Winterfell: Oh hey, Bran and Rickon! Remember them? During one of their boring meetings with the townsfolk, (These meetings are way more fun in Pawnee) Ser Rodrik announced that Torrhen's Square was under attack. Bran commanded Rodrik to take as many men as he needed, leaving Winterfell virtually defenseless. In a sign of bad-things-that-are-probably-yet-to-come, Bran told the slave Osha that he had dreamt of Winterfell's ruin -- by the sea. "I saw waves crashing into the gates, and water came flowing over the walls. Flooded the castle. Drowned men were floating here -- in the yard. Ser Rodrik was one of them." Osha tried to brush it off, but Bran's track record with dreams is pretty good -- remember when he saw Ned Stark wandering through the crypt? She was spooked. Also, remember that the men of the Iron Islands call themselves "Drowned Men." Things aren't looking good for Winterfell's fallen prince. Or for Hodor.
Viewers -- What did you think of tonight's episode? Follow Shaunna on Twitter @HWShaunna [Image Credit: HBO] MORE: 'Game of Thrones' Recap: Labor of Love TV's Craziest WTF Moments of 2012 So Far 'Game of Thrones' Already Renewed for Season Three
Since they were young girls growing up in the Midwest Connie (Nia Vardalos) and Carla (Toni Collette) have shared the same dream--to become the next biggest thing to hit musical theater but so far performing in an airport lounge is the closest they've come. Their lives change however when they witness a murder by some nefarious drug dealers and in an attempt to escape end up in Los Angeles which has "no dinner theater no musical theater no culture at all." It's the perfect place for them to hide out and all goes to plan until Connie and Carla happen upon a local drag club. Suddenly they see an excellent way to elude their pursuers--and fulfill their need to be on stage at the same time. Pretending to be men dressed as drag queens Connie and Carla are soon headlining at the club belting out the show tunes they love. They become a huge hit getting the fame and recognition they've always wanted--but as time wears on the whole charade turns out to be a real "drag" ("pun intended " as the gals like to say) especially when Connie falls for nice guy Jeff (David Duchovny). Still with the killers hot on their trail Connie and Carla have to stay incognito--at least until they can find a way to come out of the closet without getting killed or disappointing their growing legion of fans.
The very charismatic Vardalos wowed audiences with her first feature the smash hit My Big Fat Greek Wedding and is probably feeling more than a little pressure to follow up with something just as good especially since the Big Fat Greek spin-off TV series failed miserably. Luckily she succeeds with Connie and Carla due in large part to her co-star Collette who finally--after a string of dramatic movies such as The Sixth Sense and The Hours--gets to use the comedic skills she deftly showed in her feature film debut Muriel's Wedding. Together the actresses' natural rapport and infectious charm permeate the film and despite a sometimes hackneyed script they keep things lively and boy can they sing! Vardalos and Collette make the most of their musical theater backgrounds working the stage and making the film's musical numbers truly memorable. Vardalos also displays a fair amount of chemistry with Duchovny as the straight Jeff desperately struggles with his burgeoning feelings for someone he believes is a man. The last little plus is C and C's supporting cast including the bonafide drag queens the girls befriend at the club. Led by the Tony-winning Stephen Spinella (Angels in America) as Robert/"Peaches " who also happens to be Jeff's estranged brother the supporting guys/dolls add that certain La Cage joie de vivre.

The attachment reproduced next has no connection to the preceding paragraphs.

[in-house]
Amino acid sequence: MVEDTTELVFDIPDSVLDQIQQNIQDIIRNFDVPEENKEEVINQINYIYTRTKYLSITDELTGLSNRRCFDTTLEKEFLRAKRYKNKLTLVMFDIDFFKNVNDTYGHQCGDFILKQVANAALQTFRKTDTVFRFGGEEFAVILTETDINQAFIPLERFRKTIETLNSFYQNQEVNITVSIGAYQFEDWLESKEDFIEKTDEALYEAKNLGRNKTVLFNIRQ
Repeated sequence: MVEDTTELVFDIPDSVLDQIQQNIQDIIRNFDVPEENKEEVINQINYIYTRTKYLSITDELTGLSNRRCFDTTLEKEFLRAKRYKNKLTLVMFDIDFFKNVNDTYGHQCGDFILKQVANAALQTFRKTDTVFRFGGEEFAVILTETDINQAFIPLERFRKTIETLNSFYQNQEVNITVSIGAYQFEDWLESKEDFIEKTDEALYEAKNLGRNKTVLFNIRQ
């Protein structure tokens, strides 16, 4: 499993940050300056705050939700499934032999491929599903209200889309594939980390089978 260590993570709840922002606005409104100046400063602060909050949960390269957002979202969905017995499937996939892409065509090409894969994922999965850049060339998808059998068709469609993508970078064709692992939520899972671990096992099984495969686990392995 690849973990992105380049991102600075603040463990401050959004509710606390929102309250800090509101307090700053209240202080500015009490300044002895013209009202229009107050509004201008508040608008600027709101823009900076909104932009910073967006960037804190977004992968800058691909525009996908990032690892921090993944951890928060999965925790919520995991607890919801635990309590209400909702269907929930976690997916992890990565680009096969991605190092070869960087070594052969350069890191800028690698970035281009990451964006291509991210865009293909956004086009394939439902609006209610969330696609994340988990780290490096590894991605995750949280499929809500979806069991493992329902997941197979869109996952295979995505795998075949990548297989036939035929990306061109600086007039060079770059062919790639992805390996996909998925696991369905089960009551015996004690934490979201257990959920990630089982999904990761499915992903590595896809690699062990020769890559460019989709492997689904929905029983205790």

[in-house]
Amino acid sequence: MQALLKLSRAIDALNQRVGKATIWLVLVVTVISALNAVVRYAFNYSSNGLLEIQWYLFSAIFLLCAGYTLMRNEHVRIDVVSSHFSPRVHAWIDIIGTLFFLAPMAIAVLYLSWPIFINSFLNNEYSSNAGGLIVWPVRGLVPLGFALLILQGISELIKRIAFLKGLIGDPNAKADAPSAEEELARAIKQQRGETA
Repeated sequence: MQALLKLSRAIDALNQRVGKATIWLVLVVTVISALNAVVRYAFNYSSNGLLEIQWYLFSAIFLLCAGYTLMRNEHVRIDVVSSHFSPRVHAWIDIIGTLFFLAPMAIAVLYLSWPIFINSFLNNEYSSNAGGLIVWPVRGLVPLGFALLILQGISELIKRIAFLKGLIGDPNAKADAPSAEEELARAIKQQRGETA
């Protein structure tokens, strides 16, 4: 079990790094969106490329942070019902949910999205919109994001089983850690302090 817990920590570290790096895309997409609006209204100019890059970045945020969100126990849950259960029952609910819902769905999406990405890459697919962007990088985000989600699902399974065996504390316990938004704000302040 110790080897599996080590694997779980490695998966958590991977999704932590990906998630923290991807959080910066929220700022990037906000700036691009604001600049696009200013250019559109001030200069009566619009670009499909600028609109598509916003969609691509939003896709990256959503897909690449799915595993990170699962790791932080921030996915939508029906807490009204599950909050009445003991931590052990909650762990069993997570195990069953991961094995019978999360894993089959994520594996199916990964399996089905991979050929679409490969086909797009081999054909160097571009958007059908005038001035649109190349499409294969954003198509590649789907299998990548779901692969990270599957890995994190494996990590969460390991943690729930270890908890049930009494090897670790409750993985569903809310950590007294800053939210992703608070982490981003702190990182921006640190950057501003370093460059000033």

As she did in My Big Fat Greek Wedding writer/actress Vardalos' script speaks from the heart with genuinely fresh funny and down to earth dialogue. Apparently she did loads of dinner theater in her early years so she's familiar with the subject. Unfortunately she relies on a contrived Some Like It Hot plot about vengeful drug dealers to get Connie and Carla to L.A. but once the film gets into drag it zings. Connie and Carla is also in capable hands with director-actor Michael Lembeck (The Santa Clause 2) a former song-and-dance man himself at the helm. The broad comedic style he picked up directing countless television sitcom episodes serves well here and he turns the musical numbers into mini show-stoppers each one topping the next. The last is the best of course when the girls launch into "I'm Just a Girl Who Can't Say No" from Oklahoma capped by a special guest appearance from the musical theater goddess herself Debbie Reynolds. Classic.